The people are the heart of a small town. And in Whitesville, the school is the heart of its people.
The historic Whitesville Elementary School has been serving the Boone County community since 1931, earning a spot on the National Register of Historic Places in 2013. Beginning as Sherman District Junior High, which is still embedded on the school’s entrance, the Whitesville School has been more than just a vessel for education. It has been the backbone of the Whitesville community.
One community member in particular, has made it their mission to keep this resource available. Whitesville Elementary School Principal, Chris Duncan, has developed a passion for serving more than just the students that walk through the door.
“The thing about Whitesville is that this school used for everything,” explains Duncan. “I let the community use it as much as they need to. We’ve had people get married here. We have had wedding receptions, birthday parties or whatever the community needs.”
Duncan is a longtime resident of the Boone County area. He is raising a family there and serving as an active administrator and community member in the region. Though he never planned on a career in education, Duncan soon found a passion for serving his town. Beginning his journey as coal coordinator, Duncan made the jump into teaching after taking a job as a substitute in the area. He later began teaching special education, and eventually worked his way up to his role as principal of Whitesville Elementary.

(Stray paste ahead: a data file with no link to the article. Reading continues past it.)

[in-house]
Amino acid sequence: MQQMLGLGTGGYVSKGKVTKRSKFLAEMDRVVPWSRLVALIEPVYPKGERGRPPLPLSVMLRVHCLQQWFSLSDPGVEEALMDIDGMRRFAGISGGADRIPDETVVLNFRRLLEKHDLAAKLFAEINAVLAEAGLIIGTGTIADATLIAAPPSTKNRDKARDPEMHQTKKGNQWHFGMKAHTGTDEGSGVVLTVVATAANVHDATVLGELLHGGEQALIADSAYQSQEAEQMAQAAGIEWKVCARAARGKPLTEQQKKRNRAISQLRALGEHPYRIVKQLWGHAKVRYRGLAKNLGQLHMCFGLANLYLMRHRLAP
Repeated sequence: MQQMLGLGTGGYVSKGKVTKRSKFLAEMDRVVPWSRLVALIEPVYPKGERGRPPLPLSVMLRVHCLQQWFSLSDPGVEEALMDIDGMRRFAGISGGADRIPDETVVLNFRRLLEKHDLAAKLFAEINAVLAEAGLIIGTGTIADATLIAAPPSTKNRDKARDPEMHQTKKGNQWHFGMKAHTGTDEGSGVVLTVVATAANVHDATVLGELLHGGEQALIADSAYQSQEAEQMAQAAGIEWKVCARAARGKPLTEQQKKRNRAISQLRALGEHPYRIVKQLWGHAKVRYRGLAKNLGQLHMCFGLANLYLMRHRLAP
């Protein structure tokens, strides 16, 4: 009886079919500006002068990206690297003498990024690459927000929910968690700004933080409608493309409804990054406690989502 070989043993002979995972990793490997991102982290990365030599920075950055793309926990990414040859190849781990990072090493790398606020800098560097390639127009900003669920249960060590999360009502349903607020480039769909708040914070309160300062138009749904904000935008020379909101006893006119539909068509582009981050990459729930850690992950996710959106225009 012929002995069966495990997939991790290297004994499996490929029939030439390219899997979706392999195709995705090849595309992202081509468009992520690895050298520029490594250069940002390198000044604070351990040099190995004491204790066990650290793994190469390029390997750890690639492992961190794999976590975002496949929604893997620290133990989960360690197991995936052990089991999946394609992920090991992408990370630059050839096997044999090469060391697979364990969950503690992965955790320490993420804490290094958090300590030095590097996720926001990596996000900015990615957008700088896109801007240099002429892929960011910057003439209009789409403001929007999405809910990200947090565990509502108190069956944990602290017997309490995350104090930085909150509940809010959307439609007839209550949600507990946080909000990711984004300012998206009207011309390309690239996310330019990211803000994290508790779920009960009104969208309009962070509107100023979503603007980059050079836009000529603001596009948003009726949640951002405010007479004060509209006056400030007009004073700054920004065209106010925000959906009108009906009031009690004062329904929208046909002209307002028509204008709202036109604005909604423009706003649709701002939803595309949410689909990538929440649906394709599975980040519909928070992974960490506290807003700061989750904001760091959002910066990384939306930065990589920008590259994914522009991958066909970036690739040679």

Duncan makes an impact far beyond Whitesville Elementary however; he also coaches his son’s high school basketball team and a middle school football team. Duncan’s main focus in coaching is to give the players at Sherman High School equal drive on the court and in the classroom, something he valued as a college-basketball player.
“My job is to prepare them for life after school – to give them a work ethics that they’re going to do something productive after school,” said Duncan. “My satisfaction as a coach is when they come back to me and say thank you for what you did.”
Duncan has perfected his knack for keeping morale high. The combination of recent tragedies and a crippling job crisis has challenged the principal beyond his basic job requirements.
“Our biggest challenge is that our kids have some added stress that some other kids don’t have because the coal industry is such a declining thing,” admits Duncan. “They hear their parents talking and it gives them this fear of what could happen. This school - if it goes, I don’t know what this community has left.”
Whitesville Elementary School prides itself on being a tight-knit family, but the rapid decline of the coal industry has created many hardships for residents of the region. While parents struggle to hold on to their jobs, children struggle to adjust to the changing times. However, no matter how tough times get, Duncan makes sure Whitesville’s youth are at the top of his priority list.
“The kids need to have a sense of pride about where they come from,” explains Duncan. “You always have to remember where you come from. I come from a small town. I made it and you can do it to. It’s about hard work and it’s about choices.”
As families make tough choices during difficult times, Duncan hopes his positivity and encouragement gives community members the motivation they need to continue living and working in the Whitesville area. He does this because like many of his neighbors, Duncan admits Whitesville is the one place he can call “home.”
“We are such a close-knit family,” said Duncan. “Everybody gets along and we have fun here. I don’t know – It’s just home and that’s how we make it feel for our kids.”
For more information on Whitesville Elementary, click here.